A decade of negotiations resulted in a new accord between China National Petroleum Corporation (CNPC) and Russia's Gazprom during President Putin's visit to Beijing in May 2014. It paves the way for development of the mammoth Chayanda natural gas field located in Russia's eastern flank which, when completed in 2018, will carry an estimated 38 billion cubic meters (bcm) of natural gas to China. This marks a significant shift in Russia's energy export policy which until now had been geared towards supplying Europe with natural gas. The agreement is very important for Russia as it binds China to purchase a minimum of $400 billion worth of gas over a period of 30 years.
This deal is more than simply cents and dollars for one of Russia's principal exports. As pointed out by a report in Foreign Policy Research Institute: “Having long underinvested in exploration to replace aging and depleting fields, Russia's energy companies needed money to develop new oil and natural gas reserves in the Russian Far East.” The deal could not have come at a better time. With the Ukrainian crisis now in full swing and talk of tougher economic backlash in the works from the West and a general rethinking by Europe on its reliance on Russian gas, the first major step on moving the supply chain of natural gas from Europe to Asia has been taken.
Market diversification, i.e. a move away from overreliance on the European market has been a headache for Russian policymakers for some time now. The deal inked in May is the first of many steps we are likely to see that will eventually carry Russian gas to other markets in Asia. And it is not only gas that is being talked about here. With the Daqing pipeline becoming operational in 2012, Russian oil that had previously been transported to China on rail links is now being transported much more efficiently and safely. Cracking the Chinese market was imperative for Russia as it is not only large global energy player. Both Australia and the United States are emerging as serious contenders in the international energy market. Multinational oil companies are set to reap the benefits from a string of natural gas exploration projects off the Australian coast. Media reports estimate that “over 80bcm of natural gas capacity is slated to come online” from Australian drilling, which will be converted into liquefied natural gas (LNG). While the US has taken the lead in “fracking” technology that will probably bring the same volumes of natural gas to the market.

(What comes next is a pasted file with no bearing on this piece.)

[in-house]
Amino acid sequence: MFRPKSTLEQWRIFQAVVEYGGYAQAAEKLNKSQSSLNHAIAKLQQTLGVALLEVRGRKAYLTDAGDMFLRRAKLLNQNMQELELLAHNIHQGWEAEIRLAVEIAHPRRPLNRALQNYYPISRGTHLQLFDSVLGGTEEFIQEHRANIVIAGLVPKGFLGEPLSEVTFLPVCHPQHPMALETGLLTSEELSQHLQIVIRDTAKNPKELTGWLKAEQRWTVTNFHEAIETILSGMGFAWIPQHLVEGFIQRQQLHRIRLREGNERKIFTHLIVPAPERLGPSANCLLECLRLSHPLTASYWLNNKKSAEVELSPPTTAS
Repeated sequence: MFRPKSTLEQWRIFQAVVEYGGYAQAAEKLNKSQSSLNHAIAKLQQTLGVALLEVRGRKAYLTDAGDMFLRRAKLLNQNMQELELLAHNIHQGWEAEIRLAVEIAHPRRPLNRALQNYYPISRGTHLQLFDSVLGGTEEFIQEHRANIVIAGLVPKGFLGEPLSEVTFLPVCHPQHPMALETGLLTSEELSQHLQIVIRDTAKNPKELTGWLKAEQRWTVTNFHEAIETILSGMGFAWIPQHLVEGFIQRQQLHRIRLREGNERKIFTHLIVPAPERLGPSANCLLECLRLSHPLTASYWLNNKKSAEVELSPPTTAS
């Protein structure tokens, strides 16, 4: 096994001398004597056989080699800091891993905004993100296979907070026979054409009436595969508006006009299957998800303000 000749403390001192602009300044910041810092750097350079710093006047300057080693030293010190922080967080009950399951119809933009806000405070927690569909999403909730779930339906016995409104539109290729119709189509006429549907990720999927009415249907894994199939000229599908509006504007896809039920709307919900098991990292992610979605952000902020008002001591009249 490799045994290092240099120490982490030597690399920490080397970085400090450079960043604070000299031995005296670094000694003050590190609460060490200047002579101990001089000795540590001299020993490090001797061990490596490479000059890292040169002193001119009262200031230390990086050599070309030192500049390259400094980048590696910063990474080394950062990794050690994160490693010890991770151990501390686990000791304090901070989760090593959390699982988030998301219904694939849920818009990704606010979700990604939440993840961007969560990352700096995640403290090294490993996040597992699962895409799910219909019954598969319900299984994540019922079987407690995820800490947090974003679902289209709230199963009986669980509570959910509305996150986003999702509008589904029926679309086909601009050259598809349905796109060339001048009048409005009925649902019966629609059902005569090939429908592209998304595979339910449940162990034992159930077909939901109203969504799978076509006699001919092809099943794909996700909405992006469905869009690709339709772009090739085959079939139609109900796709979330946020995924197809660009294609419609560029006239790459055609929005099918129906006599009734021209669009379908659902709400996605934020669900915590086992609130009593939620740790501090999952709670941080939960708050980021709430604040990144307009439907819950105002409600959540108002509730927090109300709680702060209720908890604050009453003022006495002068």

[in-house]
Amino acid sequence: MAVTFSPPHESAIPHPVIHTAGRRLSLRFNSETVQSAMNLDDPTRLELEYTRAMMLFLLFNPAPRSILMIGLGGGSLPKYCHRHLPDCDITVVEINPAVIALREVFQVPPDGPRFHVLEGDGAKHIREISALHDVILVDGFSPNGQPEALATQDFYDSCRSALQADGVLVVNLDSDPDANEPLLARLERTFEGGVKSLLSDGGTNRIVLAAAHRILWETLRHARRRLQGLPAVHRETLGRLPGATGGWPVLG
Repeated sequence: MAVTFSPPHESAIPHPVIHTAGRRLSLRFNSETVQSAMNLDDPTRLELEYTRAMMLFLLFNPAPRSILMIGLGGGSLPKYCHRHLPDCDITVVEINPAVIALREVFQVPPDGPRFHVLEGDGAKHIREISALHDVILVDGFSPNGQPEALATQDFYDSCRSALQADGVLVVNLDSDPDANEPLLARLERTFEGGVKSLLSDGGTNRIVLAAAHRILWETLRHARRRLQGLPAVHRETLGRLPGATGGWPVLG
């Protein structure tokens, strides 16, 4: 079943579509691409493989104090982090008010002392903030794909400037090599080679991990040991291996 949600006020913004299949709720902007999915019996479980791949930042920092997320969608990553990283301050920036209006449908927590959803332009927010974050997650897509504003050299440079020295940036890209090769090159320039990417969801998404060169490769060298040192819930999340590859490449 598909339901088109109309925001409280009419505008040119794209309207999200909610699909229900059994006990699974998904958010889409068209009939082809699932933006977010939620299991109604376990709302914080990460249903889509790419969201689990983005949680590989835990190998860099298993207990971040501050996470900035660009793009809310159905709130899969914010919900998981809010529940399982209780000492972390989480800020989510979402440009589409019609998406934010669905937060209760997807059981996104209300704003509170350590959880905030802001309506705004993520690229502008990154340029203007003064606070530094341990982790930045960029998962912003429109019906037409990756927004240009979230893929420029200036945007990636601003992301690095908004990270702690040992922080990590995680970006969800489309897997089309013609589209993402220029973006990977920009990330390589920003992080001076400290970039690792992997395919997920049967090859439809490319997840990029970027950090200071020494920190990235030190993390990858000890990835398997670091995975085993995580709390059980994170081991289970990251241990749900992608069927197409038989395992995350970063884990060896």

China too has benefitted from Russian overtures in the energy sector. For years now, China has been devouring natural energy sources from different continents and has invested billions of dollars in exploration activities and infrastructure investments abroad. The problem lies in using sea lanes to transport the precious cargo, routes that are beyond its control. The rise in tensions, particularly with the US and its allies over the South China Sea, is just one example. Looking beyond the obvious geopolitical implications, China has always been concerned with ensuring a secure line through which it can bring in energy supplies uninterrupted. Energy security for its economy has, in many ways, taken precedence over other considerations. There is reason for this. In the '90s, the country was no longer self-sufficient in energy supplies from domestic sources. Hence, the hunt for raw materials to fire up its factories stretched as far away as Latin America.
In many ways the 2008 global financial meltdown was a boon for China's energy sector. With the Western economies going into nosedive, Chinese companies bought stakes in many western oil and gas companies. As pointed out in an article in Caixin Online on January 27, 2014: “State-controlled China Petrochemical acquired a 40 percent interest in Repsol's Brazilian oil assets for $7.1billion in 2010, PetroChina (a unit of CNPC) agreed to buy a 20 percent stake of |Royal Dutch Shell's Groundbirch natural gas development in Canada in 2011. That was followed by Sinopec's $2.5billion deal to acquire an interest in Devon Energy's shale-gas fields in the United States and PetroChina's $1.6 billion buyout of BHP Billiton's holding in Woodside Petroleum.”
It is interesting to observe the Russian bear and the Chinese panda at play here, given their animosity and cold relations as late as the 1960s. Though the world has moved on beyond the Cold War and neither country is Communist vying for control of the world Marxist order, old mistrusts die hard. It probably explains why Russia turned down a Chinese offer to build a pipeline from Siberia's oil and natural gas fields directly into China. The current arrangement is a workable model. China is too big a client for Russia to turn off the tap as it did with Ukraine in 2008, at least for the foreseeable future. It meets Chinese needs and provides a window for Russian energy to flow elsewhere into Asia in the future.
The writer is Assistant Editor, The Daily Star.